Philosophy speaker provokes discussion on virtual reality

Patrick Brennan, Assistant Opinions Editor

Patrick Brennan, Assistant Opinions Editor

Patrick Brennan

What is space? What do we mean when we say something is real in virtual reality?

World-famous philosopher David Chalmers spoke Friday regarding these questions as part of the UK Department of Philosophy’s 2015-16 speaker series. Entitled “Perception and Illusion in Virtual Reality,” Chalmers’ talk was short on substance, but valuable for the department.

Chalmers’ focus was on how we stand in relation to virtual reality technology, like the Oculus Rift.

The main question was whether or not virtual objects are a second-class reality, and Chalmers argued that recognizing virtual reality objects as virtual reality objects is “veridical.”

Chalmers’ talk included some technical terminology and analogies to mirrors, but for the most part, it was fairly accessible.

“He was really engaging and entertaining, and he put things into terms that were easy to understand and grasp,” said Jesse Peltan, a mathematical economics and philosophy sophomore.

At the same time, much of Chalmers’ limited time seemed to be wasted on the casual asides, advertisements for virtual reality technology, and slideshow of himself wearing virtual reality technology.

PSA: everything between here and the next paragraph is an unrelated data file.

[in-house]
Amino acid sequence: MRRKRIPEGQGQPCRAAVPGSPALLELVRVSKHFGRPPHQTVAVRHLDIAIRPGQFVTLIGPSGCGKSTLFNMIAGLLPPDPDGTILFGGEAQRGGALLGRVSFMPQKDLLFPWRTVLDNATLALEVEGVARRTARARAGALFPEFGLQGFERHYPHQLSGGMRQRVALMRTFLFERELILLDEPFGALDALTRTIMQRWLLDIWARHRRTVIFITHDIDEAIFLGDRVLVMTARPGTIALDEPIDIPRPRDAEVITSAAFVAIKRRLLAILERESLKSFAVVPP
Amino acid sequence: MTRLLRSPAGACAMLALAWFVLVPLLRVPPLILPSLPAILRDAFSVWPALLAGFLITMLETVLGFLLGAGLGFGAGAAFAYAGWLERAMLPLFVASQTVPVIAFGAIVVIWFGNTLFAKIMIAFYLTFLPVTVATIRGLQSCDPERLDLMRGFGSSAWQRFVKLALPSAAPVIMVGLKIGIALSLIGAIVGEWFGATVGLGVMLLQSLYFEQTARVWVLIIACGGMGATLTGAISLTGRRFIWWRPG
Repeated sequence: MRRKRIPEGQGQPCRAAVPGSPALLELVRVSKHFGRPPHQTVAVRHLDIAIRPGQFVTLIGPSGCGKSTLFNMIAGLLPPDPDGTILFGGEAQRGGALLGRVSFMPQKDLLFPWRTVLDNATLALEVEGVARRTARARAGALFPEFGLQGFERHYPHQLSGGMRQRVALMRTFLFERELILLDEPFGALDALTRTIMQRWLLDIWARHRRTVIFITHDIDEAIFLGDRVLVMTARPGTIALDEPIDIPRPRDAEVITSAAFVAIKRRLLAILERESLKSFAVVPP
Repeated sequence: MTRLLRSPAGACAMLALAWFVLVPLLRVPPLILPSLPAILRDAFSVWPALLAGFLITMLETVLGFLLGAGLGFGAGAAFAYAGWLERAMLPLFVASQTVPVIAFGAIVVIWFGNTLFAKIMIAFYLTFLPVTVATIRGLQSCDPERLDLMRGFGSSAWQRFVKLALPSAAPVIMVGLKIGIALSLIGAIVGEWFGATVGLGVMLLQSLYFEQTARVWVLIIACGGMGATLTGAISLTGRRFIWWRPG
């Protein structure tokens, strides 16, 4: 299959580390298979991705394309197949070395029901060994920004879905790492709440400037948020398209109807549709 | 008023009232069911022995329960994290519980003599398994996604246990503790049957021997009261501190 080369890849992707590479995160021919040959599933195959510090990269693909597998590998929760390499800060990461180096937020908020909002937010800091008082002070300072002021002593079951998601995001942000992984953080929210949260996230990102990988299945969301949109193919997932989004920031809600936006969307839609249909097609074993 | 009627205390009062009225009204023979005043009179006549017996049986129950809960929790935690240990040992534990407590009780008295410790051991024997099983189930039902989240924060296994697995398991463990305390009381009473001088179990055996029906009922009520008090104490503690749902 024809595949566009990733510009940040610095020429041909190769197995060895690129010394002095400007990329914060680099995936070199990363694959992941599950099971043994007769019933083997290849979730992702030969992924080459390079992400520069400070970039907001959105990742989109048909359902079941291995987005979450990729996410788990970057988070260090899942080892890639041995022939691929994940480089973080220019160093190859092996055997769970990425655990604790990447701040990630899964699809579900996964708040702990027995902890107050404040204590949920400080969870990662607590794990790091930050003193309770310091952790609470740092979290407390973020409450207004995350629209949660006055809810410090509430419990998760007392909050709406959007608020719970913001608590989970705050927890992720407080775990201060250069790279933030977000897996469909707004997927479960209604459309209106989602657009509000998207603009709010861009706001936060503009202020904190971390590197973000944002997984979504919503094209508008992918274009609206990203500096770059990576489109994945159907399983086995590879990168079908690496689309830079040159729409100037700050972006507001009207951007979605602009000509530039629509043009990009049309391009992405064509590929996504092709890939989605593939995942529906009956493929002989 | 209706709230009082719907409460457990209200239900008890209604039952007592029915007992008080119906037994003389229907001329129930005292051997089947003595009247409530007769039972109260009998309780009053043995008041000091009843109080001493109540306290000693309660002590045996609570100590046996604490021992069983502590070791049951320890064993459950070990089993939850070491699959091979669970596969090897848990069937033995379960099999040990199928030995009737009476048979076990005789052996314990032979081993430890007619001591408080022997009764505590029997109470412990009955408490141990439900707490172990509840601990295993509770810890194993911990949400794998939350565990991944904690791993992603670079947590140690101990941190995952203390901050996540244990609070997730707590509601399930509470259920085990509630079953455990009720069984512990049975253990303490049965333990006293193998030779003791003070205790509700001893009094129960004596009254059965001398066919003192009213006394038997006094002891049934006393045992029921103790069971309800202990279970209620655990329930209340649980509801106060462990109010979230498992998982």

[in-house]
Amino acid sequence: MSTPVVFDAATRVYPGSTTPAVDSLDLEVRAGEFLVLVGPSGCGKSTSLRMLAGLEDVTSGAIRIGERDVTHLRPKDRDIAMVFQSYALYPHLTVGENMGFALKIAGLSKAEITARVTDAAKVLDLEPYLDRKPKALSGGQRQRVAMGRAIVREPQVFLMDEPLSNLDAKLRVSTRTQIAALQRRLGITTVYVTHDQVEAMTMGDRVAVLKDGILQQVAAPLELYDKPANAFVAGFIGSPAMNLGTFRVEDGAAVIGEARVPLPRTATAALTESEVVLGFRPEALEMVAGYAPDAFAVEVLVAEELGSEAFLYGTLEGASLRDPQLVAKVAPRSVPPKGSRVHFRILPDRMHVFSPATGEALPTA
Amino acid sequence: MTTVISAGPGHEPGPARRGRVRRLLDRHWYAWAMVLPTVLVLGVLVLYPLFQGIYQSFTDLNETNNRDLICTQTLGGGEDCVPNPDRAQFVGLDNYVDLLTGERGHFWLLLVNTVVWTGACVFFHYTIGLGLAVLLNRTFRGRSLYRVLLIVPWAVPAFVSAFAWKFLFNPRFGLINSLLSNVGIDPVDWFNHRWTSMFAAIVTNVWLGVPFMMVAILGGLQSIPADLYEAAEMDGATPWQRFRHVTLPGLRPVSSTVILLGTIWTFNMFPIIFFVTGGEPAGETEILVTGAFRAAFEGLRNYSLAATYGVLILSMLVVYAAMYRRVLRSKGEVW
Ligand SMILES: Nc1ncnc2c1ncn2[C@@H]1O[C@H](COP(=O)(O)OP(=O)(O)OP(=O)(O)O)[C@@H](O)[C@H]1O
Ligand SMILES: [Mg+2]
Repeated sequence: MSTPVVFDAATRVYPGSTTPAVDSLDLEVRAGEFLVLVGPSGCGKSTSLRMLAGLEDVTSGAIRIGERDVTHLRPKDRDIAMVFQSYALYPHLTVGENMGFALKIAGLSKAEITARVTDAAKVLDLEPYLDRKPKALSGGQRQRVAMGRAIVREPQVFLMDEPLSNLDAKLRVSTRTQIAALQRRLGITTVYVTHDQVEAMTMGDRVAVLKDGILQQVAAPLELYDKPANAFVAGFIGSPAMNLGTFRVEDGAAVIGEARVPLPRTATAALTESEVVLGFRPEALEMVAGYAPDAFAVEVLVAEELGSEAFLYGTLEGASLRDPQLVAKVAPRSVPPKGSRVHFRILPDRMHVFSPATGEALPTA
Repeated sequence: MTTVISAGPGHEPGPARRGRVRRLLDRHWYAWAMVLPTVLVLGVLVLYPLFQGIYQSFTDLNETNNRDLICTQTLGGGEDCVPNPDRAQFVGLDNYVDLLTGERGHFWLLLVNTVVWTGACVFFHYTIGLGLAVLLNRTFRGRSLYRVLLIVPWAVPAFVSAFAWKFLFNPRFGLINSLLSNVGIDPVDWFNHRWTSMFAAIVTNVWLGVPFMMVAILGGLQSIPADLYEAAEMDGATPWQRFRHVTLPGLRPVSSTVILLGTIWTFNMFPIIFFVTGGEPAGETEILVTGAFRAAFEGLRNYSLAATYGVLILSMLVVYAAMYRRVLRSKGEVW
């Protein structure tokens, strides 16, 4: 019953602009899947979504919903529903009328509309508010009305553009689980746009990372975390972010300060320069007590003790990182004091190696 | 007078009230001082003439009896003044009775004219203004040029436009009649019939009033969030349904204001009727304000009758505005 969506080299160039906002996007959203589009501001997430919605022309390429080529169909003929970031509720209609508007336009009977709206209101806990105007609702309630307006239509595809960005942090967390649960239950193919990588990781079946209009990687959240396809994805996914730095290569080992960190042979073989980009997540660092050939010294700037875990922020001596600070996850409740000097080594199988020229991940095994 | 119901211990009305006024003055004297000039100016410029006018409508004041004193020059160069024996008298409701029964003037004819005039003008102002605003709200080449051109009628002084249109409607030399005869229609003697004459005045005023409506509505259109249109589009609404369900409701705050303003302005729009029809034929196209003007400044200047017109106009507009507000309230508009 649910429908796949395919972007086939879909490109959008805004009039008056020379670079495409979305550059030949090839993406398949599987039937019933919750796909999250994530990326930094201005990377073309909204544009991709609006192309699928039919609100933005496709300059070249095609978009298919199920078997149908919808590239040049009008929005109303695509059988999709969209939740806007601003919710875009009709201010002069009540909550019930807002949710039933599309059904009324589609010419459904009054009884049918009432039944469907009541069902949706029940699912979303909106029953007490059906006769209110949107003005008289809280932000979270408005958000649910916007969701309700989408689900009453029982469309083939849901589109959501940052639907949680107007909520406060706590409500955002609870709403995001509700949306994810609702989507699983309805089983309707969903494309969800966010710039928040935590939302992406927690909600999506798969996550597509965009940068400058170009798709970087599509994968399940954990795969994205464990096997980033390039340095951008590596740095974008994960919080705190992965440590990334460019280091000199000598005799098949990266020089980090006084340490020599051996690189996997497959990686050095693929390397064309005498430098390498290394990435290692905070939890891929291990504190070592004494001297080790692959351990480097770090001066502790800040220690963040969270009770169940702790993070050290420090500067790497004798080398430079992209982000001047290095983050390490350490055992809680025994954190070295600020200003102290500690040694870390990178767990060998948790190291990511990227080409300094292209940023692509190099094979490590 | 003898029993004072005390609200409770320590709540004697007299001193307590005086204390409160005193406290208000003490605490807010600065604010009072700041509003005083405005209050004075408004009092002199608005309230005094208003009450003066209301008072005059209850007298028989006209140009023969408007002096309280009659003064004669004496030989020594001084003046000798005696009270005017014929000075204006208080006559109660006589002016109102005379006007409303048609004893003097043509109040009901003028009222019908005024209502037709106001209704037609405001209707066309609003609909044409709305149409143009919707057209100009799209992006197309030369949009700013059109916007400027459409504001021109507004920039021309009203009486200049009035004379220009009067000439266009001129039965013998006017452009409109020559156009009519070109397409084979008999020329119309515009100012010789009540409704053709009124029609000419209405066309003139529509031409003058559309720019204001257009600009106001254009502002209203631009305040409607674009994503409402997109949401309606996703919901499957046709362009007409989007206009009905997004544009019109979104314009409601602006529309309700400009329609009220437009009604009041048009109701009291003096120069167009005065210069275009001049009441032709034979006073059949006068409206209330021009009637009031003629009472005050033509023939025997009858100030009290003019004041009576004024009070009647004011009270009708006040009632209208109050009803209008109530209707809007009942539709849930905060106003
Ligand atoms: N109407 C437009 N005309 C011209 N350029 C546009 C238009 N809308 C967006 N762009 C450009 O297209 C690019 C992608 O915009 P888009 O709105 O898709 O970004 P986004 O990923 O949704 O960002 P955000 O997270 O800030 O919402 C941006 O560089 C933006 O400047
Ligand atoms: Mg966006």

In his argument, Chalmers connected mirrors to virtual reality by claiming that both can seem illusory and maintain illusions, but we ultimately recognize a non-illusory status of the objects that are projected.

While he had much to say about the status of illusion, Chalmers said nothing about its natural counterpart — what is real? There seemed to be a certain level of depth missing, and Chalmers covered it up with flashy words and a sexy topic.

Like the saying, “stupid is as stupid does,” Chalmers proposed a theory of space: “space is what space does.” He called this space functionalism, and he supplemented this jargon by “thinking phenomenologically.”

The topic was especially exciting because it is new. Chalmers is taking this a step further by philosophizing about the perks of social status (virtual reality technology). All the same, Chalmers is leading the charge on an issue that will be important in the near future — object relations in virtual reality.

How will we come to think of ourselves and the world as virtual reality becomes more available? Do virtual objects have value?

Like it or not, Chalmers’ talk was appropriate for stimulating thought. Encountering something convoluted and incomplete, especially in an entertaining presentation, can help provoke strong opinions.

“If someone says something clear, it might be thought-provoking but less stimulating (than an unclear argument),” said Adam Patterson, a third year graduate student in philosophy who attended the talk.

Chalmers might not have given a talk that was intellectually satisfying, but he provided something on which to dwell.

Patrick Brennan is the assistant opinions editor of the Kentucky Kernel.

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